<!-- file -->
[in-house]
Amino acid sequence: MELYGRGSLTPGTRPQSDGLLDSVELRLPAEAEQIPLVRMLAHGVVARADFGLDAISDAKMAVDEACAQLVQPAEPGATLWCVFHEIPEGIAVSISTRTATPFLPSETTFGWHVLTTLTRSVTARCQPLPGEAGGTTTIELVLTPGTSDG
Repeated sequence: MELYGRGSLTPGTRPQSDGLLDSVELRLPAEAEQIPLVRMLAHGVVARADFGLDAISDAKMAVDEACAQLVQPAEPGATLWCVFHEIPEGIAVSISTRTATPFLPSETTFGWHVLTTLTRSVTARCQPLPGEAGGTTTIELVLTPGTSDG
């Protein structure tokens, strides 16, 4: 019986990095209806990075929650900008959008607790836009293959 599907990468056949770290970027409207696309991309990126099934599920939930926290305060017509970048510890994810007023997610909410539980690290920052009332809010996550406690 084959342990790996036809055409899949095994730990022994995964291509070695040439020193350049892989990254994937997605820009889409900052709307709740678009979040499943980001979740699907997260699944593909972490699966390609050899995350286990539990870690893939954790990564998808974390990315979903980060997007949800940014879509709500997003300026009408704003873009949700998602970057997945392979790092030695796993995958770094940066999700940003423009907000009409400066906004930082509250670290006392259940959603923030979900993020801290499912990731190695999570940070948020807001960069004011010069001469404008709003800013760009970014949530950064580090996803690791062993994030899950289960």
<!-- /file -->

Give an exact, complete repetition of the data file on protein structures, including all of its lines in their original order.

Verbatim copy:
[in-house]
Amino acid sequence: MELYGRGSLTPGTRPQSDGLLDSVELRLPAEAEQIPLVRMLAHGVVARADFGLDAISDAKMAVDEACAQLVQPAEPGATLWCVFHEIPEGIAVSISTRTATPFLPSETTFGWHVLTTLTRSVTARCQPLPGEAGGTTTIELVLTPGTSDG
Repeated sequence: MELYGRGSLTPGTRPQSDGLLDSVELRLPAEAEQIPLVRMLAHGVVARADFGLDAISDAKMAVDEACAQLVQPAEPGATLWCVFHEIPEGIAVSISTRTATPFLPSETTFGWHVLTTLTRSVTARCQPLPGEAGGTTTIELVLTPGTSDG
């Protein structure tokens, strides 16, 4: 019986990095209806990075929650900008959008607790836009293959 599907990468056949770290970027409207696309991309990126099934599920939930926290305060017509970048510890994810007023997610909410539980690290920052009332809010996550406690 084959342990790996036809055409899949095994730990022994995964291509070695040439020193350049892989990254994937997605820009889409900052709307709740678009979040499943980001979740699907997260699944593909972490699966390609050899995350286990539990870690893939954790990564998808974390990315979903980060997007949800940014879509709500997003300026009408704003873009949700998602970057997945392979790092030695796993995958770094940066999700940003423009907000009409400066906004930082509250670290006392259940959603923030979900993020801290499912990731190695999570940070948020807001960069004011010069001469404008709003800013760009970014949530950064580090996803690791062993994030899950289960």